My Freshman Year: What a Professor Learned by Becoming a Student
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After fifteen years of teaching anthropology at a large university, Rebekah Nathan had become baffled by her own students. Their strange behavior—eating meals at their desks, not completing reading assignments, remaining silent through class discussions—made her feel as if she were dealing with a completely foreign culture. So Nathan decided to do what anthropologists do when confused by a different culture: Go live with them. She enrolled as a freshman, moved into the dorm, ate in the dining hall, and took a full load of courses. And she came to understand that being a student is a pretty difficult job, too. Her discoveries about contemporary undergraduate culture are surprising and her observations are invaluable, making My Freshman Year essential reading for students, parents, faculty, and anyone interested in educational policy.
for a sport, or living off campus, we can see that even with the thousands of students at a state university, very few students will have created college paths that cross frequently. Even good friends who have chosen to live together will have different majors, different courses, different clubs, and jobs that define divergent paths in their day-to-day lives. Two implications follow from what can be called our “over optioned” public university system. The first is that there is little that is
living arrangements at any time, people do choose, and choose again. The same is true of most aspects of university life. Thus, in my very small sample, the majority of students I interviewed had had at least two different majors, switching from one to seven times. Most also had joined and left at least one organization or club, quitting because the organization no longer appealed to them or the meeting bumped heads with another, more important activity. In this light, the university becomes,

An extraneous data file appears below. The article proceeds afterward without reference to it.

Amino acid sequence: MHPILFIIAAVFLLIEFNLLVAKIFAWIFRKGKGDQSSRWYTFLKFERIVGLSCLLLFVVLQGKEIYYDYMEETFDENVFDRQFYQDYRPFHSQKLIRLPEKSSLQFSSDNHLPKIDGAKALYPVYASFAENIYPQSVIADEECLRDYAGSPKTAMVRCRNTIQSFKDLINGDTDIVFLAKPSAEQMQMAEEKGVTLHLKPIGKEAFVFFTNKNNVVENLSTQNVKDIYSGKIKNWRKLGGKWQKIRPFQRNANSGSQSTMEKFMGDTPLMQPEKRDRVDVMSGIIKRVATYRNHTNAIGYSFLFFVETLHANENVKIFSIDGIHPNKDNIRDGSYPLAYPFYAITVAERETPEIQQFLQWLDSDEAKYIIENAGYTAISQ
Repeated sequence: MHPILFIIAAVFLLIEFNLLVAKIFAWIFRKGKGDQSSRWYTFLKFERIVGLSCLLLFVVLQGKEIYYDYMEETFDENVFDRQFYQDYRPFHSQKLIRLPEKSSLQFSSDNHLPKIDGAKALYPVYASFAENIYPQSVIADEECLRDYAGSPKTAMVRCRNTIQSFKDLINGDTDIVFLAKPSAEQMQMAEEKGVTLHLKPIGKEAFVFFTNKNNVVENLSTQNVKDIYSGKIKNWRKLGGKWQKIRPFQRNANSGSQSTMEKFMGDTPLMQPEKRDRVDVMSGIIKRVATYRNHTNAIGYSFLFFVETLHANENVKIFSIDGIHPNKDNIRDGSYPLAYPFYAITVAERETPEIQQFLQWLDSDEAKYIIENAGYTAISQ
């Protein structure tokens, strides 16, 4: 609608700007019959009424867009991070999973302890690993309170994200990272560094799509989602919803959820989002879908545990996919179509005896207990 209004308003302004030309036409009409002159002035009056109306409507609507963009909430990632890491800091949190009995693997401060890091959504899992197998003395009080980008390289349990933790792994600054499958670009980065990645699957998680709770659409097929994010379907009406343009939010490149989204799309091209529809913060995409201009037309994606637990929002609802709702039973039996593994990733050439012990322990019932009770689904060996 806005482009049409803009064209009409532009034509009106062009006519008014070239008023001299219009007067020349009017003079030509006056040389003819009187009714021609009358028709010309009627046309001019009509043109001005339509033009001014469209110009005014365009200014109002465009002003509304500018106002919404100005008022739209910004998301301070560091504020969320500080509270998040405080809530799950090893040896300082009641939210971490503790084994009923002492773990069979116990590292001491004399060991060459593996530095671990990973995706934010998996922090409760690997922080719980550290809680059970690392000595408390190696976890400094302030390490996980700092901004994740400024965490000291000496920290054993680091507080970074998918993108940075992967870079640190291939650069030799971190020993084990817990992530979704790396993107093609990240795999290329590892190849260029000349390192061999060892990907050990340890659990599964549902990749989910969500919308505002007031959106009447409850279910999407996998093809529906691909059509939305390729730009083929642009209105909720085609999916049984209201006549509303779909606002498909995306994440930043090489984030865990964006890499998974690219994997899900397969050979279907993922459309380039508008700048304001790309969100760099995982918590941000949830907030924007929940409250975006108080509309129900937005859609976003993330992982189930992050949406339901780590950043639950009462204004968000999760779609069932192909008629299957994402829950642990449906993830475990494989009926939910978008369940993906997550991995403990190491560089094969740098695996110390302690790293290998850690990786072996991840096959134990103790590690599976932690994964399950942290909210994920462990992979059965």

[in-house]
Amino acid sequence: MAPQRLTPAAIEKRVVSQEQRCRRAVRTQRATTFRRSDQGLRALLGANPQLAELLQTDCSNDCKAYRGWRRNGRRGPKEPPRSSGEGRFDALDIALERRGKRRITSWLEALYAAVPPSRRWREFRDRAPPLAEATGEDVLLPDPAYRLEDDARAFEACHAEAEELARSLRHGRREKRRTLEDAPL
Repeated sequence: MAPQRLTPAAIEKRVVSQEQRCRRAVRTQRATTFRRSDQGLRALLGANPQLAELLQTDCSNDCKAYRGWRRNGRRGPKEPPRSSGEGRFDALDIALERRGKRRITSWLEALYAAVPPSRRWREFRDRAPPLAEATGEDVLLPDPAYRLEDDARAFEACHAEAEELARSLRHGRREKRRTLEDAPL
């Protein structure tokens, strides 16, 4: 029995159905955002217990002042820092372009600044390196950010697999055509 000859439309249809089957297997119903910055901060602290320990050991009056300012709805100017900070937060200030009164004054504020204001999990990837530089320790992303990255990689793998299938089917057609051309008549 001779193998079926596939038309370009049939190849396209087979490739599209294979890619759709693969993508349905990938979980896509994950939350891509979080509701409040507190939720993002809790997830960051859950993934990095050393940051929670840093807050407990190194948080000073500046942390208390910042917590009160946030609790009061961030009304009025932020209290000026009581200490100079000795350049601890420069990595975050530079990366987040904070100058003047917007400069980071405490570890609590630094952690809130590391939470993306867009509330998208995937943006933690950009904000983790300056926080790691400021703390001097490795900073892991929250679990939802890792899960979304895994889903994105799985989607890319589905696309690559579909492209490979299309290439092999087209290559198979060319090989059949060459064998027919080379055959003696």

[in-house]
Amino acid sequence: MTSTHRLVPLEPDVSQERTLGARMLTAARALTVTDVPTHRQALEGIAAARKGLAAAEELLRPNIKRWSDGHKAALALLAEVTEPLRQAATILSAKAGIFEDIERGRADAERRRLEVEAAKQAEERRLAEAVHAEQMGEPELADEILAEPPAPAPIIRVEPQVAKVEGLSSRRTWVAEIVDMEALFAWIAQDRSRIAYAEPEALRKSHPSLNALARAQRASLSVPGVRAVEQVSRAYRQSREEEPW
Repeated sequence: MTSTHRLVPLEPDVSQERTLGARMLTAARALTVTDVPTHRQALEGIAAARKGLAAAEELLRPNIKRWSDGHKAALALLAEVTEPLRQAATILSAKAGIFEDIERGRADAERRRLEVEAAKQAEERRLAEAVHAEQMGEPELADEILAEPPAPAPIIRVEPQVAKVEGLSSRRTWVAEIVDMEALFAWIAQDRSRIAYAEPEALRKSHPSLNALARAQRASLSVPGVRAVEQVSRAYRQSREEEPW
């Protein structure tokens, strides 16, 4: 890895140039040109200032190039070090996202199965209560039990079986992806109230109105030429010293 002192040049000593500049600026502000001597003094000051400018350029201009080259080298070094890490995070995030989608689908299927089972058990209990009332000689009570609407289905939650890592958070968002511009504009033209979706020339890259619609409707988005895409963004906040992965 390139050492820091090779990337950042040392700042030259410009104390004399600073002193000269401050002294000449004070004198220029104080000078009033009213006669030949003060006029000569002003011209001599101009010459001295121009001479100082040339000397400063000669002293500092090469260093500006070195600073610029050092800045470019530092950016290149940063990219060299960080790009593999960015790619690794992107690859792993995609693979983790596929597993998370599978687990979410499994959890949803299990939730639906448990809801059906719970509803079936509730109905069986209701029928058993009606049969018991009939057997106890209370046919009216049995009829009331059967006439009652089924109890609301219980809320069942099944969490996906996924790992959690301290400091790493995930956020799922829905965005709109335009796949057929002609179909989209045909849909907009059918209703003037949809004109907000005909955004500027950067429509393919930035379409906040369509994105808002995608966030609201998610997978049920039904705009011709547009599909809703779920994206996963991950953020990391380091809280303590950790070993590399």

to be the larger proportion of students of color who did not stay to eat. But it left me with the uncomfortable feeling that I was witnessing the effect of a “white space”—which I had never noticed because I am white—where people of color could eat alone publicly, or eat with people different from themselves, or go home to their rooms. Perhaps, many times, the dorm room just seems the most comfortable option, and this may have explained some of the missing 40 percent of minority students in the
elementary school or grade school. The teacher tells you exactly which chapters to study, and then you review just those chapters. The advisers tell you the courses to take and approve your schedule. Sometimes it’s annoying. Students here have lots of exams, really small quizzes. The quizzes make you study. You learn a little bit for the quiz, then you learn a little bit different for the next quiz. But people forget from week to week. Once the quiz is over, they forget.... Really, I wonder at
Don’t students come to college to learn? Is college for most students simply about getting a degree, as some cynics might suggest? I decided to broach these subjects by asking students directly, but anonymously, whether, if given the chance, they would “take the degree and run.” I posted this graffiti question: “Be honest. If the university would hand you a bachelor’s degree right now, provided you paid for all your credits and left the dorms, would you take the degree and leave? Thirty-eight